People flying in silly aircraft
Crowdfunding has potential, but it’s not there yet. IJ

How Can I Move the Crowd?

Even people with as little as $100 to invest can now easily find their way into startup investing through crowdfunding. Do you want to support the Chilean bakery that just opened up a few blocks from you? Browse through Mainvest and there’s a decent chance you can buy a piece of it.

There are several caveats here. Crowdfunding is unlikely to deliver the kind of 5x returns that draw institutional investors to traditional VC firms. It’s also no simple replacement for VC funding—the logistics of having dozens or hundreds of investors will be daunting to most entrepreneurs.

And of course equity crowdfunding is extremely nascent; for all of 2021, perhaps $500 million will go into US startups through this channel. By contrast, on average, VC firms invest more than twice that amount every single day. Still, the growth is remarkable—70% annually for the last couple of years.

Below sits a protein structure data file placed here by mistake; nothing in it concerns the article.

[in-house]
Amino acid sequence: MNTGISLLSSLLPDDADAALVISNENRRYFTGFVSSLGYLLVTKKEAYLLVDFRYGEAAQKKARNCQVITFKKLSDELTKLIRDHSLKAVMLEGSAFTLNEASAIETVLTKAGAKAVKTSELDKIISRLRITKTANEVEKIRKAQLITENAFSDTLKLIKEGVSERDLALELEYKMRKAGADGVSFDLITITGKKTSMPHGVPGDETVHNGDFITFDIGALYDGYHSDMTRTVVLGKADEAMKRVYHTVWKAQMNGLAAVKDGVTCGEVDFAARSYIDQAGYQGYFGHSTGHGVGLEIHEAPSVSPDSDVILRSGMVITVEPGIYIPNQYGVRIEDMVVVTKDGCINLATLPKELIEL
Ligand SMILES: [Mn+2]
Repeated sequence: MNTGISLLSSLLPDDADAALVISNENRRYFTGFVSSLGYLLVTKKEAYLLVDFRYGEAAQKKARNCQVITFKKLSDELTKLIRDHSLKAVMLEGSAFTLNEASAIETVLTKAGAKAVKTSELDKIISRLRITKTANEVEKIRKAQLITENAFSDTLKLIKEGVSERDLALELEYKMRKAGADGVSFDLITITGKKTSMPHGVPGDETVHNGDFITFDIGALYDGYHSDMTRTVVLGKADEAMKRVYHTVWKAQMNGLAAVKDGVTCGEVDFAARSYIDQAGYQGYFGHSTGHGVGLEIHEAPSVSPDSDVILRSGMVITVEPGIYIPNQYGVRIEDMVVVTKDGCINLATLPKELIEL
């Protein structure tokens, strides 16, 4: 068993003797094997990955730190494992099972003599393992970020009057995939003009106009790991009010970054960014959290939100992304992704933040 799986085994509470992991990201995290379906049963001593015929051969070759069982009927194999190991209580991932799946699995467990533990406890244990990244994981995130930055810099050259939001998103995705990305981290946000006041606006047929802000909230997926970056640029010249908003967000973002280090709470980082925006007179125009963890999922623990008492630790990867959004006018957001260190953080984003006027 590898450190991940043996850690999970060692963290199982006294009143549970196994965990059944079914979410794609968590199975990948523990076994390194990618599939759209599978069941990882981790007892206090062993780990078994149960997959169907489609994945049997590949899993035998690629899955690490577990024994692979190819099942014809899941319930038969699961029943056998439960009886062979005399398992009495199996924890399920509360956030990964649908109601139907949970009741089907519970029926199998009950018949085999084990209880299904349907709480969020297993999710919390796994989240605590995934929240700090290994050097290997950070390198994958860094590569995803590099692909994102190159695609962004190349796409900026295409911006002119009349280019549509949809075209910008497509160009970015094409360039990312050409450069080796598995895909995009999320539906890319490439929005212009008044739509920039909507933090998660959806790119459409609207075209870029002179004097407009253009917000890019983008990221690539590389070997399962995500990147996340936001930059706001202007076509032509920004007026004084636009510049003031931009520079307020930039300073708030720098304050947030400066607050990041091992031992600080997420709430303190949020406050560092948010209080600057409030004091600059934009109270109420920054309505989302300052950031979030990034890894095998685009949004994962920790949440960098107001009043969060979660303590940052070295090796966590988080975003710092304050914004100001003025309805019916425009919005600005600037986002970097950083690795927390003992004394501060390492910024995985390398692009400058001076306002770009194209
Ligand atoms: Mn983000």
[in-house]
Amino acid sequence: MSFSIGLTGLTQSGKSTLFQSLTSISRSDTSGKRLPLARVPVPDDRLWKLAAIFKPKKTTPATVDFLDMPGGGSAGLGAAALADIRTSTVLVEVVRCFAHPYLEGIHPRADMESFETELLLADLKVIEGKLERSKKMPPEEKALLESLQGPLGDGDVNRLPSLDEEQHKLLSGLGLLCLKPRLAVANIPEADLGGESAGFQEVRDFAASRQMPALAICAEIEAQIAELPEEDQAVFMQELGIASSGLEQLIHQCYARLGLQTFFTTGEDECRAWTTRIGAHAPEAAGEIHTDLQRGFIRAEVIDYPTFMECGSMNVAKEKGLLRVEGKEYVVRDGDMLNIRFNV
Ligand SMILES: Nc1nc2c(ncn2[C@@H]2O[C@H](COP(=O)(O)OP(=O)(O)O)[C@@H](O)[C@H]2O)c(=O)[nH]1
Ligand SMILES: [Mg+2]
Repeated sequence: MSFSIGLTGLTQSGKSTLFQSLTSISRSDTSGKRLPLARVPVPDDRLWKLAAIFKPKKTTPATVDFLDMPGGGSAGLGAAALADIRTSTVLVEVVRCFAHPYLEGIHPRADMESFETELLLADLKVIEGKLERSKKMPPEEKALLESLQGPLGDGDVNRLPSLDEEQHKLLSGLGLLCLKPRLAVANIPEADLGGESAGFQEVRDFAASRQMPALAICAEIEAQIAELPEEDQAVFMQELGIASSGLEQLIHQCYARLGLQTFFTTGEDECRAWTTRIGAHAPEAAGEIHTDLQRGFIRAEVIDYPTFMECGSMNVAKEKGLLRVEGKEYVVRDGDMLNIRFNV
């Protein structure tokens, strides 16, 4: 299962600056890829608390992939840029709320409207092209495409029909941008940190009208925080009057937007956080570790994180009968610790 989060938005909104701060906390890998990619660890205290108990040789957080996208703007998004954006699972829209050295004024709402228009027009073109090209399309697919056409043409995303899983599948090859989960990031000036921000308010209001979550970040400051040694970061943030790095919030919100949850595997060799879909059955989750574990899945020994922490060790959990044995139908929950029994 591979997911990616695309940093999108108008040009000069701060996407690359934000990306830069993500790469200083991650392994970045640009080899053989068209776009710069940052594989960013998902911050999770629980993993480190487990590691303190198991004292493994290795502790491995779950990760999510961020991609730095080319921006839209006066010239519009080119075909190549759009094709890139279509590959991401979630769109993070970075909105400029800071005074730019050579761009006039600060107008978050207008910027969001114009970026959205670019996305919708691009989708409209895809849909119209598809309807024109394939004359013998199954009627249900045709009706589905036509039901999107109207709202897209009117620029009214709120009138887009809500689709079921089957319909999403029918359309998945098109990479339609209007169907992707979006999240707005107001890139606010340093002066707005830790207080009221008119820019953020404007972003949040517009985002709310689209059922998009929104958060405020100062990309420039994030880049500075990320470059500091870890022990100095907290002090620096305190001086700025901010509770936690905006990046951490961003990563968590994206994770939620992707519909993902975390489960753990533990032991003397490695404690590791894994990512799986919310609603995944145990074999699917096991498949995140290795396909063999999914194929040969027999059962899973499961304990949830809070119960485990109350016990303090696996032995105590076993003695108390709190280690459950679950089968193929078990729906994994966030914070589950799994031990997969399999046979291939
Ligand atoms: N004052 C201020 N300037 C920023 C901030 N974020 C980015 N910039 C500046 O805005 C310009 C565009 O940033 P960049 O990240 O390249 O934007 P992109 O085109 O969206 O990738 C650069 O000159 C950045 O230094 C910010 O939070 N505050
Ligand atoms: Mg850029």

More and more founders are turning to crowdfunding—less, perhaps, as a financial lifeline than as a buy-in marketing method that doesn’t depend on getting press coverage—a benefit that traditional VC firms are not always expert in. C-Combinator’s Chapin told me that crowdfunding is “a real minority of what we’re doing, literally about 5% of our funding. But it allows us to importantly create champions around the world who care about our company. It democratizes investments in solutions. That’s what we really care about.”